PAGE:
The Road to 2020, Part I: Transforming Your Enterprise With UEM
We live in interesting times. With everyone being so well-connected, it’s hard to believe they’re not actually attached at the hip to their smartphones to stay up to date in their personal and work lives. With so many different possible mechanisms to keep in touch, modern workers expect immediate, intuitive access to all applications, content and websites — both internal and external — without being encumbered by some heavy-handed management facility. On the flip side, enterprises still need to protect their intellectual property and the proprietary information that’s used to move their business forward.
For businesses to deliver their future business transformation goals with endpoint and mobile, the support model needs to be simple and responsive — not only for the IT management staff, but also for the end user. As an additional requirement, it must be cost effective and scalable. And, by the way, you need a way to account for all devices, whether they are smartphones, tablets, laptops, desktops, wearables or Internet of Things (IoT) products via what is known as unified endpoint management (UEM).
A New Era of Mobile Device Management
Since the dawn of the mobile enterprise, organizations have aspired to gain visibility and actionable intelligence into all devices from single pane of glass. When smartphones and tablets — such as the iPhone, iPad and cutting-edge Androids — hit the market, consumers became accustomed to a new user experience (UX), driving enterprises to provide ubiquitous enterprise resource access to their employees. This was initially looked as a productivity boost, but the management approach was varied and disparate.
Apple and Google provided a set of application program interfaces (APIs) for management that somewhat simplified IT, but what about the PCs and laptops? These devices also needed to be managed, but that was accomplished with a completely different system (e.g., a client management tool) — one which was mostly delivered on-premises.
Enterprises accepted and embraced the mobile device management (MDM) API policy management functions and were confident in their protection capabilities. They also embraced the idea that the management system did not have to be on-premises: Enterprises could become more cost effective by managing the devices in the cloud via software-as-a-service (SaaS).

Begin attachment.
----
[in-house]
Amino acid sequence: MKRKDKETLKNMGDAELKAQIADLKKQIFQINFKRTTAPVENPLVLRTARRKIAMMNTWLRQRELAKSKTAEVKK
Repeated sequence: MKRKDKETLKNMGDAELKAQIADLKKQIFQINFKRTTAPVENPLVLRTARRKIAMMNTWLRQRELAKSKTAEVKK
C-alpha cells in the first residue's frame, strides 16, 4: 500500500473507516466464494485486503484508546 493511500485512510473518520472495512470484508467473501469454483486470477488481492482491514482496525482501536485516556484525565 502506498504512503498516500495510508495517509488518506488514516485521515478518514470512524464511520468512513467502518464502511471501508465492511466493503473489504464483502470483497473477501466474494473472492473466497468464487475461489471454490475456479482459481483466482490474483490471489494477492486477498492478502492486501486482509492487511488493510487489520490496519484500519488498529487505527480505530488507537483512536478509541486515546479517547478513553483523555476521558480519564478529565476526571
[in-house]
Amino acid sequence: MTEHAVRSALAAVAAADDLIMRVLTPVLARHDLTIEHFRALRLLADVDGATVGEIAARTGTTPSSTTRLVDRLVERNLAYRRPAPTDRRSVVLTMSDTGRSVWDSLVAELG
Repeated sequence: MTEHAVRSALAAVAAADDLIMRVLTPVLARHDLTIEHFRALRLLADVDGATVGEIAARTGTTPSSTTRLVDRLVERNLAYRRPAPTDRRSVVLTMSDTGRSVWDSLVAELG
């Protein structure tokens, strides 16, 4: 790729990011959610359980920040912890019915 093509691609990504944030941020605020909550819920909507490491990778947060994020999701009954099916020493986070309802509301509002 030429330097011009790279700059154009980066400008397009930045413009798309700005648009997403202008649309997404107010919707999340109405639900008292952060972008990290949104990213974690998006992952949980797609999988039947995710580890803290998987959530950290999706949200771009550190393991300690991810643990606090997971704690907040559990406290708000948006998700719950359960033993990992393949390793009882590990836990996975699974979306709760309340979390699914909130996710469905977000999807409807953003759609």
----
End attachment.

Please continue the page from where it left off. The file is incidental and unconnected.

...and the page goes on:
However, laptops and PCs were still the outlier when it came to API management. Yes, there was an API available for Macs, but these constituted a small percentage of overall devices in the enterprise.
There was a singular event that allowed UEM to turn the corner: Microsoft provided an API function resembling MDM for lightweight management of Windows 10 devices in July 2015. This opened the door for consistent management abilities across all device form factors, including smartphones, PCs, wearables and IoT.
The convergence that began in July 2015 was the crux for what is today considered UEM: One window, method and system that is cost effective and scalable for all devices that modern workers need to be productive in their daily work and personal lives. This management approach is the way of the future. According to “Mobile Vision 2020,” a commissioned study conducted by Forrester Consulting on behalf of IBM, “54 percent [of organizations] will have deployed UEM solutions by 2020.”
To accommodate this convergence, UEM solutions have emulated the functions that end users became accustomed to on their smartphones and tablets, giving rise to a new modern UX that is universally applicable and device agnostic. As UEM continues to cast a wider net, supporting more advanced device form factors, a device will remain a device. Visibility and actionable intelligence will remain key to security, and accommodating the modern UX will remain a priority of device management.
Apps and Content: All for One Approach, and One Approach for All